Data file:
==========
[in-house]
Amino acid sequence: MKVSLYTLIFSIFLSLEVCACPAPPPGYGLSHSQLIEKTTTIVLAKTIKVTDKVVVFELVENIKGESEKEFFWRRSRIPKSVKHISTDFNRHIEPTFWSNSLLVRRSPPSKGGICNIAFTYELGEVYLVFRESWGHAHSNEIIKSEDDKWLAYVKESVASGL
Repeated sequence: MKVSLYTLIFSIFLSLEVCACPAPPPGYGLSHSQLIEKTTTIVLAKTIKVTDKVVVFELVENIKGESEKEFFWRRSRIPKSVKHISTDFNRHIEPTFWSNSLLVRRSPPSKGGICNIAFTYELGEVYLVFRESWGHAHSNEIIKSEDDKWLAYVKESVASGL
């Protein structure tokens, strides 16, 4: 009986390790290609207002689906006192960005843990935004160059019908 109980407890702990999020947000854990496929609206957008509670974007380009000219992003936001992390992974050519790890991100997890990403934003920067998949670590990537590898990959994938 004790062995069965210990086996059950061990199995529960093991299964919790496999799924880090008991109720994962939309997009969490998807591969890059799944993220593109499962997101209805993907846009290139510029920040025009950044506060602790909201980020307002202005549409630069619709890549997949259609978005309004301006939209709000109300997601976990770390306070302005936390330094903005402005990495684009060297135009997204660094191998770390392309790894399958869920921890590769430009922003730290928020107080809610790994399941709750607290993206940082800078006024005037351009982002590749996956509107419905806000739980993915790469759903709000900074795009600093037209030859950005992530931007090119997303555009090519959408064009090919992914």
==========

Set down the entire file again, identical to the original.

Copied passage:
[in-house]
Amino acid sequence: MKVSLYTLIFSIFLSLEVCACPAPPPGYGLSHSQLIEKTTTIVLAKTIKVTDKVVVFELVENIKGESEKEFFWRRSRIPKSVKHISTDFNRHIEPTFWSNSLLVRRSPPSKGGICNIAFTYELGEVYLVFRESWGHAHSNEIIKSEDDKWLAYVKESVASGL
Repeated sequence: MKVSLYTLIFSIFLSLEVCACPAPPPGYGLSHSQLIEKTTTIVLAKTIKVTDKVVVFELVENIKGESEKEFFWRRSRIPKSVKHISTDFNRHIEPTFWSNSLLVRRSPPSKGGICNIAFTYELGEVYLVFRESWGHAHSNEIIKSEDDKWLAYVKESVASGL
């Protein structure tokens, strides 16, 4: 009986390790290609207002689906006192960005843990935004160059019908 109980407890702990999020947000854990496929609206957008509670974007380009000219992003936001992390992974050519790890991100997890990403934003920067998949670590990537590898990959994938 004790062995069965210990086996059950061990199995529960093991299964919790496999799924880090008991109720994962939309997009969490998807591969890059799944993220593109499962997101209805993907846009290139510029920040025009950044506060602790909201980020307002202005549409630069619709890549997949259609978005309004301006939209709000109300997601976990770390306070302005936390330094903005402005990495684009060297135009997204660094191998770390392309790894399958869920921890590769430009922003730290928020107080809610790994399941709750607290993206940082800078006024005037351009982002590749996956509107419905806000739980993915790469759903709000900074795009600093037209030859950005992530931007090119997303555009090519959408064009090919992914």